The Last Madeira Tasting

By Colman Andrews

Published on September 6, 2007

One December afternoon in 1994, I sat down in a dining room in Bel-Air, California, and sipped a wine that was made in 1856, five years before the Civil War began. Half an hour later, I tried one demijohned in 1832, the year Goethe died and Manet was born. Later still, I tasted a wine dating from 1779—the living remnants of a crop of grapes grown and harvested when Napoleon was only ten years old, Beethoven was nine, and George Washington still had 20 years to live.

All these wines, and half a dozen others of similar antiquity, were more than drinkable; some were extraordinarily good. The wines were madeira, today the least known of the world's great fortified wines (wines dosed with stronger alcohol to give them stability and added character). Port and sherry are practically household words by comparison; if madeira is known at all, it's mostly as cooking wine. Yet madeira—which comes from the Portuguese-owned island of the same name, about 400 miles west of Morocco—can be as noble as any of them, and can live on, gloriously, long after most of its cousins have turned to dishwater or gall.

I hope the event I attended in December wasn't really the last madeira tasting for me and the other participants, but it was certainly one of the last on this level. The wines were rare—there probably aren't more than six or eight bottles of some of them left in the world—and not long after the youngest of them was made, the madeira industry entered a long period of decline, so there is no continuum of such vintages. Similar wines do occasionally show up at auction today, and are sold by a handful of wine merchants, but most of them reside, sometimes forgotten, in private cellars. To taste great old madeiras, befriend a madeiraphile—for instance, the host of this particular tasting, physician and wine lover Brad Klein, who supplied one of the bottles for the event himself. Sacramento wine and food merchant (and SAVEUR consulting editor) Darrell Corti contributed another. The rest came from the dwindling collection of madeiraphile extraordinaire Roy Brady, who is sort of a reluctant cult figure in the California wine community—a man who was buying, tasting, drinking, and writing sensibly about wine when most of today's hotshot wine bozos were still working on chocolate milk.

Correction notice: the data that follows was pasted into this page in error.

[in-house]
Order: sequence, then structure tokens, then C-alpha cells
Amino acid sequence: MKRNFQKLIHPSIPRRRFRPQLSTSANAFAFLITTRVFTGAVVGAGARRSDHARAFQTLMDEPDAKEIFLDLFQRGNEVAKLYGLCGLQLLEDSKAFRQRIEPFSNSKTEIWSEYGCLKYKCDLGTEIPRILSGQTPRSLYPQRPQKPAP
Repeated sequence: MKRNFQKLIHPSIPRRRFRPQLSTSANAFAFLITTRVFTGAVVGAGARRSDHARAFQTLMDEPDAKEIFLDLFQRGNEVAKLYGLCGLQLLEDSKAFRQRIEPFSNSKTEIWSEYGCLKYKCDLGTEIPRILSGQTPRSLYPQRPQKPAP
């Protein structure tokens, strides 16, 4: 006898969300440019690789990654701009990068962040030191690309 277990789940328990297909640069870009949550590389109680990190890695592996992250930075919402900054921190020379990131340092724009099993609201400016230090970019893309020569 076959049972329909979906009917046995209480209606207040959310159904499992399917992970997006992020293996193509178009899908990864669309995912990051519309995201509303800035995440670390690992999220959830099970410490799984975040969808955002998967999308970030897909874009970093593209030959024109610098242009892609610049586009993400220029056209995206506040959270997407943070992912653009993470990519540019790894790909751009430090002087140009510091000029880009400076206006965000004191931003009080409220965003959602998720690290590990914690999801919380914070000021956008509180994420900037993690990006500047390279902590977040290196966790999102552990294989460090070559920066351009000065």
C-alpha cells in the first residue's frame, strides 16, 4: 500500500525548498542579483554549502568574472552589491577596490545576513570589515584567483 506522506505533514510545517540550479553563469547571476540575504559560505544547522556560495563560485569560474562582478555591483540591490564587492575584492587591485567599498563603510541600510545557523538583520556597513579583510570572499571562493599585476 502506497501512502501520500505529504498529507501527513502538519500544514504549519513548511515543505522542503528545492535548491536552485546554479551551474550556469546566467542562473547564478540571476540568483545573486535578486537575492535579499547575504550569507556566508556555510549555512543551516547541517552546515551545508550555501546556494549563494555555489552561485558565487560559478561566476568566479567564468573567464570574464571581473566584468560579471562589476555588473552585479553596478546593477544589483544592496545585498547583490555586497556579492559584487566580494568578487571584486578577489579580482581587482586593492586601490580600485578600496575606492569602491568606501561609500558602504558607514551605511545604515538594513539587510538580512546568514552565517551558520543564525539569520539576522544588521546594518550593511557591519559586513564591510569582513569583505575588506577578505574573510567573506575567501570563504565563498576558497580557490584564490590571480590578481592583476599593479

Brady is a laconic, avuncularly curmudgeonly former systems analyst, with snow-white hair and whiskers. He has written scores of articles and scholarly papers on wine over the years, and was once the editor of a small Los Angeles-based wine magazine. But he is perhaps best known in wine circles not as a writer but as what the French would call a personnage—a "somebody". He's the guy you want to sit next to at a tasting if you really want to learn something (not that he'll make it easy); he's the guy whose dry wit—the only thing about him that is, he would probably interject—and no-nonsense assessments of wine you're likely to remember long after you've forgotten whether the pouilly was fuisse or fume.

Don't expect long-winded, flowery declamations on the subject, however. If you ask Brady why he doesn't like a wine he's just dumped from his glass, he's apt to look at you as if you'd just asked him why he doesn't like toothaches, and then say, "Because it's no damn good." If you rhapsodize about a wine's "flavors" of, say, raspberry or mint, he'll ask you "How many flavors does a raspberry have?" And this is one of his favorite jokes: "Did you hear the one about the wine writer who was so fat that when he died, they couldn't find a coffin big enough to bury him in? Well, they gave him an enema and buried him in a shoe box."